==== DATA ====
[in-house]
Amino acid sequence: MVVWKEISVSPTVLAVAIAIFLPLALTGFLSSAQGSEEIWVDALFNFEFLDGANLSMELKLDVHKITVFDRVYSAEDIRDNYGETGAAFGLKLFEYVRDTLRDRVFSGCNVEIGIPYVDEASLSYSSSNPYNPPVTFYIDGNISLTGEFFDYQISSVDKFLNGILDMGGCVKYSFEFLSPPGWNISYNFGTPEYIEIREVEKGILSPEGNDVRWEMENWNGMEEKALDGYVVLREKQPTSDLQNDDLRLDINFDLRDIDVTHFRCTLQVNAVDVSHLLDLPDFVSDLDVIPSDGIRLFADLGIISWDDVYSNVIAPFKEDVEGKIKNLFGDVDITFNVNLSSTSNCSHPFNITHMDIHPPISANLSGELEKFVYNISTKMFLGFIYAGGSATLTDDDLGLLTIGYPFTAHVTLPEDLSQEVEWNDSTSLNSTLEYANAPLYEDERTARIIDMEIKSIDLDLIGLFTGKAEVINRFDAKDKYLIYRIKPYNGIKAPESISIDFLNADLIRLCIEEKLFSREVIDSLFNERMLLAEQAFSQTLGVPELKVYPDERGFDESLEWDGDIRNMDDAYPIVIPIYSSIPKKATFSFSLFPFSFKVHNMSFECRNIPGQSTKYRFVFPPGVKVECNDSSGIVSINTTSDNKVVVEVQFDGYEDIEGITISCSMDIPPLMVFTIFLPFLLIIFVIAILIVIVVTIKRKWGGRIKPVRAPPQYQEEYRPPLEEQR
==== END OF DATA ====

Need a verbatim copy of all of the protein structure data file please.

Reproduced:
[in-house]
Amino acid sequence: MVVWKEISVSPTVLAVAIAIFLPLALTGFLSSAQGSEEIWVDALFNFEFLDGANLSMELKLDVHKITVFDRVYSAEDIRDNYGETGAAFGLKLFEYVRDTLRDRVFSGCNVEIGIPYVDEASLSYSSSNPYNPPVTFYIDGNISLTGEFFDYQISSVDKFLNGILDMGGCVKYSFEFLSPPGWNISYNFGTPEYIEIREVEKGILSPEGNDVRWEMENWNGMEEKALDGYVVLREKQPTSDLQNDDLRLDINFDLRDIDVTHFRCTLQVNAVDVSHLLDLPDFVSDLDVIPSDGIRLFADLGIISWDDVYSNVIAPFKEDVEGKIKNLFGDVDITFNVNLSSTSNCSHPFNITHMDIHPPISANLSGELEKFVYNISTKMFLGFIYAGGSATLTDDDLGLLTIGYPFTAHVTLPEDLSQEVEWNDSTSLNSTLEYANAPLYEDERTARIIDMEIKSIDLDLIGLFTGKAEVINRFDAKDKYLIYRIKPYNGIKAPESISIDFLNADLIRLCIEEKLFSREVIDSLFNERMLLAEQAFSQTLGVPELKVYPDERGFDESLEWDGDIRNMDDAYPIVIPIYSSIPKKATFSFSLFPFSFKVHNMSFECRNIPGQSTKYRFVFPPGVKVECNDSSGIVSINTTSDNKVVVEVQFDGYEDIEGITISCSMDIPPLMVFTIFLPFLLIIFVIAILIVIVVTIKRKWGGRIKPVRAPPQYQEEYRPPLEEQR